A LONG time ago, in 1961, I had meticulously planned a trek to Spiti. The planning was difficult, as Spiti, in Himachal Pradesh, was then a virtually unknown territory, rarely visited except by officials, with only an occasional pony trail or routes that existed largely on the map and translated on the ground as ice and snow, glaciers and boulders.
The only “guide” at that time was Justice G.D. Khosla’s Himalayan Circuit: A Journey in Inner Himalaya , based on his visit a few years earlier. Owing to family reasons I had to stay back, but my friends were able to use my research to cross into Spiti over the formidable Pin-Parbati Pass and return to Manali over the Kunzum and Rohtang passes. My long-awaited visit finally came about this autumn.
There are two approaches to Spiti by road. One is to drive from Manali to Kaza over the Rohtang and Kunzum passes, a distance of some 200 kilometres. The Internet can be misleading with regard to the time required, and travellers are best advised to add 25 per cent to what others may claim. We took nearly 11 hours on the journey (in the opposite direction).
The other approach is from Shimla: Shimla-Kalpa (240 km), Kalpa-Kaza (200 km). This is doable in two full days of driving. Of course, Tabo, 48 km short of Kaza, is a must stop for at least two days. In 1963, I had driven along the under-construction Hindustan-Tibet road some distance beyond Kalpa. More than half a century later, fair stretches of the road remain under repair and a challenge to vehicles and their passengers alike, as they had been earlier. This situation is presumably unavoidable because of falling rocks and the snow during winter.
As one drives along the Sutlej, lush green Kalpa with its range upon range of apple orchards and pine forests gives way soon to the starkness of the trans-Himalayas. The Sutlej can be disturbingly close at times, and at others far below at the bottom of the gorge. After Nako one enters the realm of the Spiti river and at Sumdo, Spiti itself.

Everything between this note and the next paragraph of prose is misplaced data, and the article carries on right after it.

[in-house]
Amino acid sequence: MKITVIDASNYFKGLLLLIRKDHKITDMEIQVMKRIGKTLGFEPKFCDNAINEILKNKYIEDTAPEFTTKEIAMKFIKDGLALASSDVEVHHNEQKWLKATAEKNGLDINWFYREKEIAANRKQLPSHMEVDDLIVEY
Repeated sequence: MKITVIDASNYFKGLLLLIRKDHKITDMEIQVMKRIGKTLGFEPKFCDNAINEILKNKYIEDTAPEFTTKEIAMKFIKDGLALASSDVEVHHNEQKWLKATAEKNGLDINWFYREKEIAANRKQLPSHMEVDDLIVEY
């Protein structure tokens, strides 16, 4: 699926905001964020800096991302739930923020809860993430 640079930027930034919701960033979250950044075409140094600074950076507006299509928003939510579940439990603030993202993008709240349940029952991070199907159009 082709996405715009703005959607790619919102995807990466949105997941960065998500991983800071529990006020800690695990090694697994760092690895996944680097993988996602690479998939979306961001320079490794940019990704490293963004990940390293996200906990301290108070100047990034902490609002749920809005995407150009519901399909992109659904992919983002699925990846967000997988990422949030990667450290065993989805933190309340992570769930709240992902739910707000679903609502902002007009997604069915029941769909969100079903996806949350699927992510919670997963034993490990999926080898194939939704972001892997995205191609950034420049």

The border check post at Sumdo is a stark reminder of continued restrictions on foreigners entering Spiti. They can do so only in pairs or multiples. This defies reason. If the concern is for national security, then less, surely, the better. If, as is more likely, it is for the security of the visitor, then it would make more sense to require that the foreign guest is accompanied by another person, either foreigner or Indian. Other formulations can be considered to meet legitimate concerns. Permits need to be obtained at Rekong Peo (below Kalpa), the district headquarters, and it was sad to see a young and enthusiastic Australian girl, keen to visit Spiti after many weeks in Kinnaur, being denied entry.
Spiti’s association with the rest of India is said to go back to the Mauryan empire, followed by the Kushans and the occasional overlordship of Ladakh and Kashmir. The period of its association with the Guge kingdom in western Tibet a millennium ago has left a lasting imprint on it. But through it all, Spiti and its people have retained their individuality.
Next door, Ladakh has a sweep and grandeur that overwhelms. The vast spaces of Ladakh, the Changtang, have a quality almost of merging with infinity. Spiti is more intimate, more beautiful in detail, with a personal aura that invites the visitor to return.